Trial was held on July 17, 2014. In addition to Plaintiff Robert McCollum and Defendant, the court heard testimony from Harold Ioerger, an expert in the field of civil and geotechnical engineering, and Wayne Bailey, a licensed general contractor. Generally summarized, the proof shows that the parties contracted for the construction of a garage with reinforced concrete block. Defendant took the position, however, that such was neither requested by Plaintiffs nor required, so he instead used hollow blocks. After the back wall of the garage collapsed, Plaintiffs employed Mr. Bailey's company to demolish the existing structure and rebuild the garage. The garage was rebuilt to the original specifications at a cost of $35, 700. Mr. Bailey used concrete and steel reinforced blocks, footers, and drainage. Mr. Bailey testified he "wouldn't even think about" building the garage, without using reinforced concrete blocks given the slope of the land and the influx of water at the site.
In its September 14, 2014 final judgment and order, the trial court found that the underlying facts were as stated in the complaint. In support of its ruling in favor of Plaintiffs, the trial court further found, in pertinent part, as follows:
Defendant supplied false information to Plaintiffs in relation to the Contract and the construction of the garage. Specifically, Defendant intentionally misrepresented material facts with respect to the method of construction including that the Garage would be constructed with 12" block below ground level with concrete and steel. Defendant made a promise to the Plaintiffs that he was going to put concrete and steel in the rear masonry wall of the Garage which was a material matter in relation to the construction of the wall. At the time the representation was made, Defendant did not intend to perform his obligations as represented to the Plaintiffs and as enumerated in the Contract. In fact, at the time the garage wall was built, the Defendant merely was going to build the Garage comparable to all of his other garages and not reinforce the back wall. The Plaintiffs were unaware that Defendant did not intend to perform as promised. The Plaintiffs justifiably relied upon the
Defendant's misrepresentations by executing the Contract and continuing a business relationship with the Defendant. The Plaintiffs were justified in relying on the promise and representations made by the Defendant and, as result of relying on the promise and representations, they sustained damages as set forth below.
Defendant argues that the Court should dismiss the Amended Complaint filed against him due to the fact that Plaintiffs' Complaint is barred by the statute of repose enumerated in Tenn. Code Ann. § 28-3-202. Notwithstanding the language of [Section] 28-3-202, Plaintiffs can maintain a cause of action against the Defendant given the language contained in Tenn. Code Ann. § 28-3-205(b) . . . . In this instance, Defendant is guilty of promissory fraud in that he engaged in fraudulent conduct with respect to the construction of the Garage as set forth herein.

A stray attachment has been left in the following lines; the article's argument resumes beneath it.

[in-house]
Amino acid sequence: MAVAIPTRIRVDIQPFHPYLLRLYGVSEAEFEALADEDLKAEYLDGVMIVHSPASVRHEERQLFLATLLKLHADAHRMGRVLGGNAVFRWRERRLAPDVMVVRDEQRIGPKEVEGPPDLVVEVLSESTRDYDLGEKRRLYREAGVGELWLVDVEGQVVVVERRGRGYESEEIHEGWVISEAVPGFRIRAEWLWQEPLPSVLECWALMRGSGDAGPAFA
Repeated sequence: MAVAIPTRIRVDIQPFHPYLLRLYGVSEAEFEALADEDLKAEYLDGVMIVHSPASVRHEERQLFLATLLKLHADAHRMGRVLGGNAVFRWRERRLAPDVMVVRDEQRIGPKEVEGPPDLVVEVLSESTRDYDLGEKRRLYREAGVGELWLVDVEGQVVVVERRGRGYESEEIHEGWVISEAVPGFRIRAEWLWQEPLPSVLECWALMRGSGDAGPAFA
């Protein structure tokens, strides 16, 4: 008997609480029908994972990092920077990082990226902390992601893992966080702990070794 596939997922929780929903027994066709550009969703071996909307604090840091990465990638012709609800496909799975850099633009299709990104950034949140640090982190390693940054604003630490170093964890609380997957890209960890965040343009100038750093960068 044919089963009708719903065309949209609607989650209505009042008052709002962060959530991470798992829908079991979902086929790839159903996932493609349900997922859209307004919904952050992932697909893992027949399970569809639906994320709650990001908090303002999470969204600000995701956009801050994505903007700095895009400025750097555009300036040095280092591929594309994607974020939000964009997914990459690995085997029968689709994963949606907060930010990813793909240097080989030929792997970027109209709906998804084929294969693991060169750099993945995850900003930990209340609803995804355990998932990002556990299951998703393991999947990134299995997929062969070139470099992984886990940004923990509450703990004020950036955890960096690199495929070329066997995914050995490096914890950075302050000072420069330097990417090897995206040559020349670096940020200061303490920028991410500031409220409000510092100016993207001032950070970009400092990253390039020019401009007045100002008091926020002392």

In addition, Defendant was not a licensed Tennessee contractor as was represented prior to and during the construction of the Garage. Although Defendant maintained a business license issued through Sullivan County[, ] he did not possess a valid Tennessee contractor's license. As such, Defendant violated the [TCPA]. As a result of the aforementioned violations, Plaintiffs sustained damages as set forth below.
As a direct, proximate and forseeable result of the misrepresentations and the actions of the Defendant . . ., Plaintiffs sustained the following damages:
a. $25, 006.00 for the removal and replacement of the Garage; and
b. $6, 000.00 for the depreciation in value for the Porsche 928, Porsche 911 and Infinity automobiles.
In addition, pursuant to § 47-18-109(e)(1) of the [TCPA], Plaintiffs are entitled to receive their reasonable attorney's fees and costs in bringing this action in the amount of $15, 097, 50.
Finally, Plaintiffs are entitled to punitive damages in the amount of $10, 000.00. The Court finds that there is clear and convincing evidence that Defendant acted recklessly with regard to the representations that were made in connection with the construction of the Garage. More specifically, Defendant was reckless in that he was aware of the representations that were made but consciously disregarded those representations and did not have the intent to do what was promised and represented to the Plaintiffs with respect to the method of construction of the Garage.
(Italics in original.) Consistent with its findings, the trial court awarded Plaintiffs a judgment in the total amount of $56, 103.50, plus interest, and taxed costs of the action against Defendant. Defendant filed a timely notice of appeal.
As taken verbatim from his brief, Defendant raises the following issues for our review:
1. Whether the Trial Court erred in not considering lack of mitigation of their damages on the part of the Plaintiffs, in awarding Plaintiffs the sum of $25, 006.00 in compensatory damages.
2. Whether the Trial Court erred in ruling the Defendant recklessly violated the [TCPA].
3. Whether the Trial Court erred in awarding the Plaintiffs $10, 000.00 ...